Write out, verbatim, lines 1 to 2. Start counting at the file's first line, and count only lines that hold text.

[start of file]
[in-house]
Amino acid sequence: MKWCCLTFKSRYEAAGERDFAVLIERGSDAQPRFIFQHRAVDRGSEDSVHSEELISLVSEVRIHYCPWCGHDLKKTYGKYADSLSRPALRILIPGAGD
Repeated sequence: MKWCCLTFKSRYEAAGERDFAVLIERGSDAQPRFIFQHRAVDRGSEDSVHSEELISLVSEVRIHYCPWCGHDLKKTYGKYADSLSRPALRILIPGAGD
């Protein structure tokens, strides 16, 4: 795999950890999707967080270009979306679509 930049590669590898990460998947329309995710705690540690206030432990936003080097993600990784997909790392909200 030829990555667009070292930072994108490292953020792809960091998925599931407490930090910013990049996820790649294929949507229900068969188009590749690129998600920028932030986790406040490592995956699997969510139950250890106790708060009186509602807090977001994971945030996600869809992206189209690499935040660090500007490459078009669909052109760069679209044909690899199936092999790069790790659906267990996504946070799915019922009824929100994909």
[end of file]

[in-house]
Amino acid sequence: MKWCCLTFKSRYEAAGERDFAVLIERGSDAQPRFIFQHRAVDRGSEDSVHSEELISLVSEVRIHYCPWCGHDLKKTYGKYADSLSRPALRILIPGAGD